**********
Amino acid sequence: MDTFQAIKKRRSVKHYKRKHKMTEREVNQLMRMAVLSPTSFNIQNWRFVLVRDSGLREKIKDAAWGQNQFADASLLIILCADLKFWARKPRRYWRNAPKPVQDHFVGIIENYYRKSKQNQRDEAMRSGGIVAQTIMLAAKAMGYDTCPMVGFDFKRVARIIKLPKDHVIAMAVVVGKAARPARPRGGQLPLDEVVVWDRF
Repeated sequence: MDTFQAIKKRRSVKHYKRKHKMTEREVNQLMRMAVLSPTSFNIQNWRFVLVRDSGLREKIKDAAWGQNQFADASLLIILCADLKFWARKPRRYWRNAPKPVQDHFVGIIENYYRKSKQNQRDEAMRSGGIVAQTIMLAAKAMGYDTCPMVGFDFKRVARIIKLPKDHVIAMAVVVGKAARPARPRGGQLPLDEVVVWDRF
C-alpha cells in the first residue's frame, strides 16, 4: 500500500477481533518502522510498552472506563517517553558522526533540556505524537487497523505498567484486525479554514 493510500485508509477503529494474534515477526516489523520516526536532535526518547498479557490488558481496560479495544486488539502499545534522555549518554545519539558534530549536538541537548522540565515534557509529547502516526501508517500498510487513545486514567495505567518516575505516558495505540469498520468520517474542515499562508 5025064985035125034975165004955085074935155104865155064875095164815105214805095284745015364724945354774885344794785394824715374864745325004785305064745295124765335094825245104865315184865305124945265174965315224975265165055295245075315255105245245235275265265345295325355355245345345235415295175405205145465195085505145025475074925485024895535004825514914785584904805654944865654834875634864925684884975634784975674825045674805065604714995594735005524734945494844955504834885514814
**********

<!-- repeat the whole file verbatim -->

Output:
Amino acid sequence: MDTFQAIKKRRSVKHYKRKHKMTEREVNQLMRMAVLSPTSFNIQNWRFVLVRDSGLREKIKDAAWGQNQFADASLLIILCADLKFWARKPRRYWRNAPKPVQDHFVGIIENYYRKSKQNQRDEAMRSGGIVAQTIMLAAKAMGYDTCPMVGFDFKRVARIIKLPKDHVIAMAVVVGKAARPARPRGGQLPLDEVVVWDRF
Repeated sequence: MDTFQAIKKRRSVKHYKRKHKMTEREVNQLMRMAVLSPTSFNIQNWRFVLVRDSGLREKIKDAAWGQNQFADASLLIILCADLKFWARKPRRYWRNAPKPVQDHFVGIIENYYRKSKQNQRDEAMRSGGIVAQTIMLAAKAMGYDTCPMVGFDFKRVARIIKLPKDHVIAMAVVVGKAARPARPRGGQLPLDEVVVWDRF
C-alpha cells in the first residue's frame, strides 16, 4: 500500500477481533518502522510498552472506563517517553558522526533540556505524537487497523505498567484486525479554514 493510500485508509477503529494474534515477526516489523520516526536532535526518547498479557490488558481496560479495544486488539502499545534522555549518554545519539558534530549536538541537548522540565515534557509529547502516526501508517500498510487513545486514567495505567518516575505516558495505540469498520468520517474542515499562508 5025064985035125034975165004955085074935155104865155064875095164815105214805095284745015364724945354774885344794785394824715374864745325004785305064745295124765335094825245104865315184865305124945265174965315224975265165055295245075315255105245245235275265265345295325355355245345345235415295175405205145465195085505145025475074925485024895535004825514914785584904805654944865654834875634864925684884975634784975674825045674805065604714995594735005524734945494844955504834885514814